Floors: ideas for platforms

Floors: ideas for platforms

Changing the level of a floor can be an effective way of demarcating an area for a specific purpose, a dining area in an open plan living room for instance. Changing levels usually means a platform of some sort, but the area singled out doesn’t have to be higher than the rest of the room. By raising the floor in the one part you can create the impression of a well elsewhere which is actually at normal floor level.

Whenever floor levels are altered, you’ll need to give some thought to the skirting boards and also door thresholds and remember to retain sufficient headroom. If you create a gallery floor you’ll probably need enough headroom to stand above and below the new floor.

There are various ways to construct a raised floor. The method to choose mostly depends on the area and height of the platform and on the type of sub-floor which you might find below.

The spacing for the supports is decided by the floor decking. Flooring- grade chipboard 18mm thick is used most often. For this the supports should not be more than 600mm apart. As a rule of thumb the depth of timber should not be less than one tenth of the span between supports. To avoid damp or damaged timbers, air should be able to circulate beneath the raised floor. When using solid supports, such as joints laid directly on the existing floor or a chipboard box or egg- crate, drill holes with a diameter of 25mm or so for ventilation.

Most platforms will need wall- plates for edge support – use timbers 75mm by 50mm firmly plugged to the wall. Don’t hang a raised floor on a wall lined with plasterboard. Build an edge support instead. On a solid floor this can be a small brick or block wall.

Chipboard box

Separate boxes of 18mm chipboard are particularly useful for steps, but can be used for a low platform over wider areas. The corners are butt- jointed and strengthened with 25mm square battens glued and screwed into place. Use on solid or suspended floors. Can be freestanding.


A very sturdy platform can be created from lengths of 18mm chipboard or softwood planks joined together with half-lap joints – see drawing. The joints are usually glued for extra strength. Useful for low platforms over small or large areas. Use on solid or suspended floors. Can be freestanding.

New joists

Joists (new or perhaps sound secondhand ones) can be suspended from hangers fixed into the masonry joints of opposite load-bearing walls. In this situation they will take the full load that was on the existing floor and must be sized to suit this purpose. This method is useful for a fairly high-level platform in a room which is not too wide. One of the other platform construction methods such as the chipboard box can be used to create steps up if required. Joists can also be laid directly on the existing floor. In which case smaller timbers can be used though this obviously creates a lower platform. The joists could be held in place by skew-nailing into waliplates.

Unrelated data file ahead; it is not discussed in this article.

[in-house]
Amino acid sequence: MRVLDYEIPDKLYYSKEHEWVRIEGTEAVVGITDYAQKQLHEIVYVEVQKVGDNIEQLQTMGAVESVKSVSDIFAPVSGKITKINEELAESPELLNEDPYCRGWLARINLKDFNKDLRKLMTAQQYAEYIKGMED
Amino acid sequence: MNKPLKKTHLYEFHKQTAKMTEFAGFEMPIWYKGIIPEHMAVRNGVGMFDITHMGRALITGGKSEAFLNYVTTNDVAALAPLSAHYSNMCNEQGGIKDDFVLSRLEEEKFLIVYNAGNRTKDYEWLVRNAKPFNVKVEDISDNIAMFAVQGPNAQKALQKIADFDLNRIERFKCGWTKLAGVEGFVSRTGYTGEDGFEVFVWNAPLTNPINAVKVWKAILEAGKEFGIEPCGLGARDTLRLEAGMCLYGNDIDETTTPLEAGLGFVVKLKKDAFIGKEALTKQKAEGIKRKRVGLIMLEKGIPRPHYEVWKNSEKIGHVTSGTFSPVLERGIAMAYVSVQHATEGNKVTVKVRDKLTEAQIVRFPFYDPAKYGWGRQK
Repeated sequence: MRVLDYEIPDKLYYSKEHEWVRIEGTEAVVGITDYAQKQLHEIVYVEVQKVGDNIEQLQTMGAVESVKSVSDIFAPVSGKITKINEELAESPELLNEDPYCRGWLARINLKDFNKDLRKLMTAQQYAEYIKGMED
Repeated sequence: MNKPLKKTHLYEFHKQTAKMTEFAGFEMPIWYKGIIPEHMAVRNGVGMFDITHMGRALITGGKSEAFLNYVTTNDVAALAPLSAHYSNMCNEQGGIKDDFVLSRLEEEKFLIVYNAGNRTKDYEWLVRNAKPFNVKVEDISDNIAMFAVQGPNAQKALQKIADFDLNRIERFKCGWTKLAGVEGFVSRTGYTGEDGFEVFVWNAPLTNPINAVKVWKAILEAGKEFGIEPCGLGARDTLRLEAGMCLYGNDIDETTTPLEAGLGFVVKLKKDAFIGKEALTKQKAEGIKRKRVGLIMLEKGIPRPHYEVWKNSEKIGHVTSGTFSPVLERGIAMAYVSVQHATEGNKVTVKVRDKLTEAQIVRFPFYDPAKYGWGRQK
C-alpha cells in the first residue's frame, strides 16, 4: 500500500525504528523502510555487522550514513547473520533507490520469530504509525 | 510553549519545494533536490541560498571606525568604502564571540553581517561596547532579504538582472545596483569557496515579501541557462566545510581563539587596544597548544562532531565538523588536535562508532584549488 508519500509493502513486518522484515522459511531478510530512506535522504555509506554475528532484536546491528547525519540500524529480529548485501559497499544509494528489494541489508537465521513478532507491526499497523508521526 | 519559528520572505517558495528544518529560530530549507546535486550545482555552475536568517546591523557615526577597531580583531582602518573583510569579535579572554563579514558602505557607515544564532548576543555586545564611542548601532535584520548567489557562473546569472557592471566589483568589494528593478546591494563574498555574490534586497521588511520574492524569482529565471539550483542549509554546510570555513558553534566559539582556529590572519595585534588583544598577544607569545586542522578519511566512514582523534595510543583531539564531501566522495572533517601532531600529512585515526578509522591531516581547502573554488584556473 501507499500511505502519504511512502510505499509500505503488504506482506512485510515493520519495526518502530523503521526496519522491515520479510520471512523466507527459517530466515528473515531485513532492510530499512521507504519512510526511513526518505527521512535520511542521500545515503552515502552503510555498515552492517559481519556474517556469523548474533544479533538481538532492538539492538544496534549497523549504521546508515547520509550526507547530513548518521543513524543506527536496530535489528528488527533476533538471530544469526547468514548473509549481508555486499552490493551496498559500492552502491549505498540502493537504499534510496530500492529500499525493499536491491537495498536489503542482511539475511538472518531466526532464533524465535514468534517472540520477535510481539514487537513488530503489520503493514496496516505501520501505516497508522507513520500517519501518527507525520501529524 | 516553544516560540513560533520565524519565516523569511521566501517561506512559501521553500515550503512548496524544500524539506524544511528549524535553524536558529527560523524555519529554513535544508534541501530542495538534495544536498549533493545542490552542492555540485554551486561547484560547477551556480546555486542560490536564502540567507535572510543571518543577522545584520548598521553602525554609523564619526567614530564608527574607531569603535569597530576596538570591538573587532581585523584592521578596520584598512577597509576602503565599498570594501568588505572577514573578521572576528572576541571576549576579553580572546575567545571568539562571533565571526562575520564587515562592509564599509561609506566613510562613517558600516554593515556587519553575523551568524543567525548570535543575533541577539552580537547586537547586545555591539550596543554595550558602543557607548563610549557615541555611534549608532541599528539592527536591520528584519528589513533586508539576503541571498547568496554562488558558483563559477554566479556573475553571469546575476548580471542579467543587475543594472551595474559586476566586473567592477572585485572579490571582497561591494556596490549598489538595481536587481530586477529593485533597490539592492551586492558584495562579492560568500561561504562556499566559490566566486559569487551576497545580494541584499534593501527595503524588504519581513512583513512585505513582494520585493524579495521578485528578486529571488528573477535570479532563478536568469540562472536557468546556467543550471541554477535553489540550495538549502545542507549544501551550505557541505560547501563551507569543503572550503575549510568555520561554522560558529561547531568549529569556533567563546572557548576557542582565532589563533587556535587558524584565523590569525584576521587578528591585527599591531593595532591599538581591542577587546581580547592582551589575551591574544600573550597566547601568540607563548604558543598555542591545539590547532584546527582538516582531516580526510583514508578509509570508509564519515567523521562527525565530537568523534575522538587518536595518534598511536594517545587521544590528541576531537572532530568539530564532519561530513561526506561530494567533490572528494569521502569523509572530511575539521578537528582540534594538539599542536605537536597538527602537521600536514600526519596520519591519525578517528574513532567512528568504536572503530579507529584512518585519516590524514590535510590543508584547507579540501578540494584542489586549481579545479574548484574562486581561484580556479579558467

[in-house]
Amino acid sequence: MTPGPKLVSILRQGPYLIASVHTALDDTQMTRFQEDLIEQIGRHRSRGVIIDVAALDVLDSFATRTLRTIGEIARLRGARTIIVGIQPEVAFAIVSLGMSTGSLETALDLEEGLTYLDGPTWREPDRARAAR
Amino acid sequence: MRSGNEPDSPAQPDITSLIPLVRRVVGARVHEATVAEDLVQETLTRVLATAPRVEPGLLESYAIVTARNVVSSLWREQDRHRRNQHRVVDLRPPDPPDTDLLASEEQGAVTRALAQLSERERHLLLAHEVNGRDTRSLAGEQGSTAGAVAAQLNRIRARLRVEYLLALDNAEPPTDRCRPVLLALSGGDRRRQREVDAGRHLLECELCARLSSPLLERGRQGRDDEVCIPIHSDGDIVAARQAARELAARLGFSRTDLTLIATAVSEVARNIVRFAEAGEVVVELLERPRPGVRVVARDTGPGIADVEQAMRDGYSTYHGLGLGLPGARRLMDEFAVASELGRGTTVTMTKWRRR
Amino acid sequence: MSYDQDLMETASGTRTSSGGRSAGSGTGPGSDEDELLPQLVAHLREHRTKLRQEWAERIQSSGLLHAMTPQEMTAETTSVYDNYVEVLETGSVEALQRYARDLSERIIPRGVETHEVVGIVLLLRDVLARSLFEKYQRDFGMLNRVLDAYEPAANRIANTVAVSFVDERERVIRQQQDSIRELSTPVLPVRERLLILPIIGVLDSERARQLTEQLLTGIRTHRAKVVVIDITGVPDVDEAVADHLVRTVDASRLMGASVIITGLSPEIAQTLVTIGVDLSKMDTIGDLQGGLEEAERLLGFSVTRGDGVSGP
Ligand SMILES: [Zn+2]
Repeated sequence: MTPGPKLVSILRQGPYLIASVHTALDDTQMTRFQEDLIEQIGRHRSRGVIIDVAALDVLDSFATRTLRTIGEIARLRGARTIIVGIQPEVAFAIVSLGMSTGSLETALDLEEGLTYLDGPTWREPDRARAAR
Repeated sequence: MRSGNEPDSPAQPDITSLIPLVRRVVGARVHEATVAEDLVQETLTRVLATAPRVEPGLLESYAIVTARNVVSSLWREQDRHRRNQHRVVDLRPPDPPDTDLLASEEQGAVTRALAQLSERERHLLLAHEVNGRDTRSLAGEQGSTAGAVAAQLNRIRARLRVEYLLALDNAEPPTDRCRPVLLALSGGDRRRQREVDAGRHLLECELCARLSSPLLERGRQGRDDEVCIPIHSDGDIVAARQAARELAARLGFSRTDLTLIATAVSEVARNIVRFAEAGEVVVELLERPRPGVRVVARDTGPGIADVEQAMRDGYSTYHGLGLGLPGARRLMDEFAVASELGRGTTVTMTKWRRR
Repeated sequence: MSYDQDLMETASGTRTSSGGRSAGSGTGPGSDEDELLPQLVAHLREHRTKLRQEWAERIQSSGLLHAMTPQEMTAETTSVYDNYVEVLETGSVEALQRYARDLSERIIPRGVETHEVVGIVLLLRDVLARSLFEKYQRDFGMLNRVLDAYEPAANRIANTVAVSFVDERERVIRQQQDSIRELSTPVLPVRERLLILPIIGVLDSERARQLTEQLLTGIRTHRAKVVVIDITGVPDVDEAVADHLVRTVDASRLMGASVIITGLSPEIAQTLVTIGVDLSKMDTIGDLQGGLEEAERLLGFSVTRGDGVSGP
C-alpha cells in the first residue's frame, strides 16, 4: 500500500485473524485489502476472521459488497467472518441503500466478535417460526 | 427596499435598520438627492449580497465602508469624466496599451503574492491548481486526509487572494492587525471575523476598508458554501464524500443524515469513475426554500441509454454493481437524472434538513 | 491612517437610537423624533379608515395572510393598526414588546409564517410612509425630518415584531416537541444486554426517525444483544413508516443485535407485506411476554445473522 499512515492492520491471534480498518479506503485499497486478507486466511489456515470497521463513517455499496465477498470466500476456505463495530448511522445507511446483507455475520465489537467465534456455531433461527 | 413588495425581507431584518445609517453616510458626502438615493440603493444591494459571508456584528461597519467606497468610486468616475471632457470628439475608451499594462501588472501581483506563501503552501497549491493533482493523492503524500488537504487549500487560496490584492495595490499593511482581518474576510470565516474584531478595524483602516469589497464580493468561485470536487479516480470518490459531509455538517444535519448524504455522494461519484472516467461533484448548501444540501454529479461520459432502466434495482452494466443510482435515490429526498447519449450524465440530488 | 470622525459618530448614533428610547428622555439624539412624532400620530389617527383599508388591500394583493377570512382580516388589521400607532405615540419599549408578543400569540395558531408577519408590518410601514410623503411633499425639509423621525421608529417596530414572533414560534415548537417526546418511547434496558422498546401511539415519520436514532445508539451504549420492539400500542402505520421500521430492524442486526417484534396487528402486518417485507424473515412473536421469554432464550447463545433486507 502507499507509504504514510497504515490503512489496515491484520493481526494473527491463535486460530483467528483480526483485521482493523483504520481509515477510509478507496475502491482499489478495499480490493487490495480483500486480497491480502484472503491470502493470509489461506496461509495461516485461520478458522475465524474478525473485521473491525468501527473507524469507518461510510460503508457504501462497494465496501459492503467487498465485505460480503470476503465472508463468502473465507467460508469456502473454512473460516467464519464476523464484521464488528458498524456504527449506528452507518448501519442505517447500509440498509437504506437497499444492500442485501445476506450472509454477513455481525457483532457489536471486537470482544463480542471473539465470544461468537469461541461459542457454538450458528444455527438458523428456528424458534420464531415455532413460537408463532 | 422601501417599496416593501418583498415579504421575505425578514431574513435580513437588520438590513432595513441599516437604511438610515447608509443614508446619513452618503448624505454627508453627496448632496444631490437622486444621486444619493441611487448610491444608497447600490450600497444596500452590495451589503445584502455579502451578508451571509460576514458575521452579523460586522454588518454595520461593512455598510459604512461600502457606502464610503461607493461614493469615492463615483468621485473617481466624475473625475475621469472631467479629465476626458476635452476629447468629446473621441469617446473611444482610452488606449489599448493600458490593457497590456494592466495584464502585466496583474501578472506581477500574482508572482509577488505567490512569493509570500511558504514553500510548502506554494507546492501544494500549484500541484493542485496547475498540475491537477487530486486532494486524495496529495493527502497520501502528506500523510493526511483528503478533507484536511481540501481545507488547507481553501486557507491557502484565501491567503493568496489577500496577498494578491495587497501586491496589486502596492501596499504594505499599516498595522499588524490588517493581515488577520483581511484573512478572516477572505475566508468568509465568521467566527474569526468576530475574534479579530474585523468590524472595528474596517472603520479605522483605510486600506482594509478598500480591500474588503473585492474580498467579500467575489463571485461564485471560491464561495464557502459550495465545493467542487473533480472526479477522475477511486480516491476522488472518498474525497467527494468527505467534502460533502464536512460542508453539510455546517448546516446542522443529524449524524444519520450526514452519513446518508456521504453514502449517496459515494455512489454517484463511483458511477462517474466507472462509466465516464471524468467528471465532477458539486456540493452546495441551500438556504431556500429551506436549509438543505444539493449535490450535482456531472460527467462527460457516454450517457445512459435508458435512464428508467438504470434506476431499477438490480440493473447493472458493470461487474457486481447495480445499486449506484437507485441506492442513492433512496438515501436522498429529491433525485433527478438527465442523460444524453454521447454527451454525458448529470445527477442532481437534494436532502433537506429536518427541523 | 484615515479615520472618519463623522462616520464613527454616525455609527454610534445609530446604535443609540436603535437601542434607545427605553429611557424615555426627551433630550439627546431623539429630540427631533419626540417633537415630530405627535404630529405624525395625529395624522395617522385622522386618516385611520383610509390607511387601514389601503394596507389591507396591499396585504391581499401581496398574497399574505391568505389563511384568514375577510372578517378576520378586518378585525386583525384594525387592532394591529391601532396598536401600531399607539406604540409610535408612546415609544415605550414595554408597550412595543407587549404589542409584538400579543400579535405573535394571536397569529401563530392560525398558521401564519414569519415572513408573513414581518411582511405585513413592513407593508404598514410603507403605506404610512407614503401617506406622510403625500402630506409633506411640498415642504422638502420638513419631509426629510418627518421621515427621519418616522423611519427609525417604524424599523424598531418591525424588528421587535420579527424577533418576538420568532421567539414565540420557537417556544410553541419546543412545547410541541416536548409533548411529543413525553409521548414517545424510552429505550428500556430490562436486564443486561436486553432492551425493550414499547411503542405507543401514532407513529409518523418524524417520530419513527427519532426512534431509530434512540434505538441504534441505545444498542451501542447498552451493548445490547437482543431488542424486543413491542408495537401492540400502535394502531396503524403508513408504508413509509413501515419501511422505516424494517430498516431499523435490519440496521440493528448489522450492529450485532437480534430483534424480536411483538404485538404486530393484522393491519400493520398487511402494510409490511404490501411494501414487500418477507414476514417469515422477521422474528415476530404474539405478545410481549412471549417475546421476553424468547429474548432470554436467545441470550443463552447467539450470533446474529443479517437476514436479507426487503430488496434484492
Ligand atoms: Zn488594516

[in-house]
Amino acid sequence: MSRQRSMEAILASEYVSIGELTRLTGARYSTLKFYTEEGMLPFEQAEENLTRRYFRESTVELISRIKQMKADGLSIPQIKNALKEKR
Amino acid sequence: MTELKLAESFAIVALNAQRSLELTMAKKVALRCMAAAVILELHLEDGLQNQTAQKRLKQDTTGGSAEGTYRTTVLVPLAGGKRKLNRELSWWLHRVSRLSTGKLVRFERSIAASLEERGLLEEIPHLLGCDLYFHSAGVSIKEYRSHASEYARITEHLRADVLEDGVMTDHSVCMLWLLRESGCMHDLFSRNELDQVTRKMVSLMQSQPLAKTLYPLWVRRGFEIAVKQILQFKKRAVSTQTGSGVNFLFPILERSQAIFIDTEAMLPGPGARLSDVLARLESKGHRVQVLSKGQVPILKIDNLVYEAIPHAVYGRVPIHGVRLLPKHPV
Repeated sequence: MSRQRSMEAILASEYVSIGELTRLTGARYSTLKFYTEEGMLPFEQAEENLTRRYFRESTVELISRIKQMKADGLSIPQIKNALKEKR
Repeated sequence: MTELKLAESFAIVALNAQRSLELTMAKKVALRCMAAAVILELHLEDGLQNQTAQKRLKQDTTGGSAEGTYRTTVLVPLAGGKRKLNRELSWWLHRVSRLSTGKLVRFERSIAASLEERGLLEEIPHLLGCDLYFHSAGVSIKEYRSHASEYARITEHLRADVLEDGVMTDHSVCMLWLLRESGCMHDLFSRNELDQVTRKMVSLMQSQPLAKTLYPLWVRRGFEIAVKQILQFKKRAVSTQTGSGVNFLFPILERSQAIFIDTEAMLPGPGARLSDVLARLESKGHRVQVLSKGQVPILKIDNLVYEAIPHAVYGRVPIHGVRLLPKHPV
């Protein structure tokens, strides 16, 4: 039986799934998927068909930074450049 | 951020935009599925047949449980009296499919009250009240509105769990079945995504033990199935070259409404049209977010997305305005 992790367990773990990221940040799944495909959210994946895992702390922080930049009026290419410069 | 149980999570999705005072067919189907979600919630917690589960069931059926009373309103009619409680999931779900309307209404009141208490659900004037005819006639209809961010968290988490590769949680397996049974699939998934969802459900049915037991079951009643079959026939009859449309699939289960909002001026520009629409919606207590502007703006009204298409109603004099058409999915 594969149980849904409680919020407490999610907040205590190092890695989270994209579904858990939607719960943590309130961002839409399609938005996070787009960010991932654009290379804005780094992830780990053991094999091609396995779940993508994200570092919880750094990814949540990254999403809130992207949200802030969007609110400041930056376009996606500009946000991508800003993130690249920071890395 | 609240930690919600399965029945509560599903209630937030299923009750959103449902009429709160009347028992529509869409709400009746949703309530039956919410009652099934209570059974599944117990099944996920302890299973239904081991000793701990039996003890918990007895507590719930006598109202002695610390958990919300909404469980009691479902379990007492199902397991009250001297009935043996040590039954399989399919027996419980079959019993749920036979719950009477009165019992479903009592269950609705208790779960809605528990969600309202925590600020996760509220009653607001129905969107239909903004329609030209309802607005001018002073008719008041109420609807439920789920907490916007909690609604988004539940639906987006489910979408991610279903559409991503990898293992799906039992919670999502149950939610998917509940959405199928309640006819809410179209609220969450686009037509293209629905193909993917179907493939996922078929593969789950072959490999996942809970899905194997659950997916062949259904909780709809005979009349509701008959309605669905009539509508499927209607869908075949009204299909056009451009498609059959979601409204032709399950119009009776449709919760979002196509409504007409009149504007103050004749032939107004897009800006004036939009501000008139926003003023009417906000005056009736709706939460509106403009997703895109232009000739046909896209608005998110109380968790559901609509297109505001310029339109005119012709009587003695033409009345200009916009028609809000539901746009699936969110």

Timber stud

Lengths of softwood 75mm by 50mm can be used to create short timber stud walls. Timbers can be joined with glued and nailed half- joints, or simply skew-nailed. The bottom plate is fixed to the existing floor. Can be used on suspended or solid floor, but on a solid floor the brick honeycomb wall method is probably easier.

Brick honeycomb walls

On a solid ground floor the support for a new floor can be provided by sleeper walls constructed of bricks bonded in an open honeycomb like the sleeper walls for a suspended timber ground floor. To provide a fixing for the floor covering, a framework of 50mm by 50mm sawn softwood is bedded in mortar on the brick walls. For walls which are a little cheaper to build, one or two courses of bricks can be built on edge, but for platforms higher than 250mm the walls are more stable if they are constructed with the bricks the correct way up.

A gallery floor

A gallery in a high-ceilinged room can be constructed: as a new floor on joist hangers; as a timber framework taking its support from posts to the floor and the adjacent walls or as a freestanding structure of scaffold tubes. The design is peculiar to each situation and as you’ll be adding to the load on the existing floor and walls professional advice is useful, if not essential.

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